Knocks for NFF over plan to ban state-owned clubs
Okowa, Adelabu kick
The Nigeria Football Federation (NFF) came under serious attack yesterday following its plan to ban some clubs currently operating in the Nigeria Professional Football League (NPFL) and other tiers of nation’s league at the end of the on-going season.
At the end of NFF’s Executive Committee meeting in Abuja on Tuesday, the body, among other issues, declared that effective from the end of the current football season, no two clubs under the umbrella of one ‘Holding Company/State Government/Individual Owner shall be eligible to participate in the same League.’
With such declaration, the Amaju Pinnick-led NFF may have concluded plans to ban clubs such as Enyimba of Aba or Abia Warriors, two clubs being financed by the government of Abia State in the NPFL.
In the same way, clubs such as Warri Wolves FC, Delta Force of Asaba, Ika Rangers of Agbor, Delta Stars of Ughelli and Isoko United of Oleh may also fall under the hammer. All the five clubs, as well as Delta Queens FC of Kwale, are sponsored by Delta State government. While Warri Wolves and Delta Force operate in the Nigerian National League (NNL), Delta Stars, Ika Rangers and Isoko United are in the Nationwide Leagues.
Although, 3SC of Ibadan and Crown FC of Ogbomosho currently operate in different league, there is the possibility of the two clubs playing together in the NPFL if Crown gains promotion.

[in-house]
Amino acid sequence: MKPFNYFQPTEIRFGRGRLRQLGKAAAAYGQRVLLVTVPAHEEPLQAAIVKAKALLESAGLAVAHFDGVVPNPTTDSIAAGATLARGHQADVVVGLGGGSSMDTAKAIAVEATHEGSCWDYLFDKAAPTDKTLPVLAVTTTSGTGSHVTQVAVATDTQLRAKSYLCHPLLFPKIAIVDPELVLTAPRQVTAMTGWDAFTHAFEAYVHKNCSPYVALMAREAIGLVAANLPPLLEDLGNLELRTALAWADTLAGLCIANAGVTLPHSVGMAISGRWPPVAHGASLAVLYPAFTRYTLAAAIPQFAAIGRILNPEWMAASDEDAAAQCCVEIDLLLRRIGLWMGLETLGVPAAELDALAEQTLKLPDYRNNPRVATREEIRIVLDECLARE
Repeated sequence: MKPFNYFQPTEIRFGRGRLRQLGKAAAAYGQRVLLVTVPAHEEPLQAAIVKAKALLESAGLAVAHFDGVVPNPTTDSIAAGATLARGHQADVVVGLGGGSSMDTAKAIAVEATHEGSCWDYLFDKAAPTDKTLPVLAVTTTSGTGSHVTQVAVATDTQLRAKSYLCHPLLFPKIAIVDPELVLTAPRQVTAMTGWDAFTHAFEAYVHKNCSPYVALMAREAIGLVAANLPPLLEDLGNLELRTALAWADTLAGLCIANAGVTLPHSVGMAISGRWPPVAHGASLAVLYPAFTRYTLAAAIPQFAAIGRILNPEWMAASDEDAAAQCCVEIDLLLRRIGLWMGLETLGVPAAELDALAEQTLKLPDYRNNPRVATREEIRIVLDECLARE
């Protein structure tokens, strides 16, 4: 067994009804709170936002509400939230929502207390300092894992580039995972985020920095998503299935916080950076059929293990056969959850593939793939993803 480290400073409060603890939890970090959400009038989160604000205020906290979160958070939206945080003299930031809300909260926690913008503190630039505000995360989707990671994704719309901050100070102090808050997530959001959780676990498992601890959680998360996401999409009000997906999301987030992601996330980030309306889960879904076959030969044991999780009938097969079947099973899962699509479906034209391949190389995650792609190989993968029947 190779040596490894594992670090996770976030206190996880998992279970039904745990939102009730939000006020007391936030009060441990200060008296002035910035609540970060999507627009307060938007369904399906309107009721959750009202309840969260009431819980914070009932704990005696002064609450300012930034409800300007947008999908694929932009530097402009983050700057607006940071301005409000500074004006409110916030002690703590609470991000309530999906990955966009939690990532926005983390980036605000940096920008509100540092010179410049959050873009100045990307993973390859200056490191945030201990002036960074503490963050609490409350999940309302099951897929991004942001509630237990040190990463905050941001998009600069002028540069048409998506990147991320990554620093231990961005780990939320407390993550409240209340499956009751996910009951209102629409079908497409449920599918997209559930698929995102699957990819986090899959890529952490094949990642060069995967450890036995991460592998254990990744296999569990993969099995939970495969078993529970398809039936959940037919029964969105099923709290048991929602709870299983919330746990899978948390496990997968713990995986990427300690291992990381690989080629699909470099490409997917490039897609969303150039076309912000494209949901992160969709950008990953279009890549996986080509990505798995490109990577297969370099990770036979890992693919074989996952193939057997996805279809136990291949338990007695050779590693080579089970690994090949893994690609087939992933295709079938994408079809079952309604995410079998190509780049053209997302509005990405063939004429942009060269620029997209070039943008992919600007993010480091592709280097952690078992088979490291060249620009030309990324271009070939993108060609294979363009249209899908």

Former Green Eagles winger, Adelabu Adegoke and the Chairman of Delta State Sports Commission, Tony Okowa yesterday described the move by the NFF as ‘unwarranted.’
“What message is the NFF trying to give to Nigerians,” Adelabu queried. “To me, this is one of the most stupid ideas to come from the football house. As far as the various clubs follow the rules and regulations governing our league, I don’t see any reason why someone somewhere should make such a move to stop them. The NFF should first of all consider the economic benefits of such clubs to the society. There is no job anywhere, and for some state government to float two or three clubs is a way of creating employment for the jobless youths. If the NFF forced the state government to disband one or two of such clubs, what does they (NFF) expect the players and the officials to do? As I said, this move is unwarranted,” Adelabu said.
Also speaking with The Guardian yesterday, the Delta Sports Commission boss, Tony Okowa said: “I don’t see any reason for such move by the NFF to ban such clubs. In Delta State, we are using the clubs to build football at the grassroots. We also use the clubs to provide employment for the youths.”
Chairman of Abia Warriors FC, Chief Emeka Inyama told The Guardian that he would react at the appropriate time saying: “I want to understand what the NFF is trying to do before I react.”